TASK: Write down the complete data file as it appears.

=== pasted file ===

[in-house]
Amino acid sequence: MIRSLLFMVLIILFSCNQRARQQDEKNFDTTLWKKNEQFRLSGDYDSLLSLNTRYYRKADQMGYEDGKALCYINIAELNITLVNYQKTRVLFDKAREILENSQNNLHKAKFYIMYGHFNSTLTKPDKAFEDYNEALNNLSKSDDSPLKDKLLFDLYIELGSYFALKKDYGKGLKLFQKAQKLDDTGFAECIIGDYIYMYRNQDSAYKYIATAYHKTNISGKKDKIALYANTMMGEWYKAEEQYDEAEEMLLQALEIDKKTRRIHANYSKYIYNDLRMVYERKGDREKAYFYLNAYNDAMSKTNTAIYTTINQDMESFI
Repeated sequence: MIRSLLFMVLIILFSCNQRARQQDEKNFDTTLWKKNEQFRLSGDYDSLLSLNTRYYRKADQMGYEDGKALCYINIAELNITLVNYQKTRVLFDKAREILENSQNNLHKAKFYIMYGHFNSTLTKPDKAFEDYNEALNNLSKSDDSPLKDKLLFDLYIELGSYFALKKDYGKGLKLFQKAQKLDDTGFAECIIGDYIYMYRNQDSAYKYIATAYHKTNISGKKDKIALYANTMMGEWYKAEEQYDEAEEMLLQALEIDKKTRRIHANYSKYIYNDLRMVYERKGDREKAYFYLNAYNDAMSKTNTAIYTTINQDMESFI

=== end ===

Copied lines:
[in-house]
Amino acid sequence: MIRSLLFMVLIILFSCNQRARQQDEKNFDTTLWKKNEQFRLSGDYDSLLSLNTRYYRKADQMGYEDGKALCYINIAELNITLVNYQKTRVLFDKAREILENSQNNLHKAKFYIMYGHFNSTLTKPDKAFEDYNEALNNLSKSDDSPLKDKLLFDLYIELGSYFALKKDYGKGLKLFQKAQKLDDTGFAECIIGDYIYMYRNQDSAYKYIATAYHKTNISGKKDKIALYANTMMGEWYKAEEQYDEAEEMLLQALEIDKKTRRIHANYSKYIYNDLRMVYERKGDREKAYFYLNAYNDAMSKTNTAIYTTINQDMESFI
Repeated sequence: MIRSLLFMVLIILFSCNQRARQQDEKNFDTTLWKKNEQFRLSGDYDSLLSLNTRYYRKADQMGYEDGKALCYINIAELNITLVNYQKTRVLFDKAREILENSQNNLHKAKFYIMYGHFNSTLTKPDKAFEDYNEALNNLSKSDDSPLKDKLLFDLYIELGSYFALKKDYGKGLKLFQKAQKLDDTGFAECIIGDYIYMYRNQDSAYKYIATAYHKTNISGKKDKIALYANTMMGEWYKAEEQYDEAEEMLLQALEIDKKTRRIHANYSKYIYNDLRMVYERKGDREKAYFYLNAYNDAMSKTNTAIYTTINQDMESFI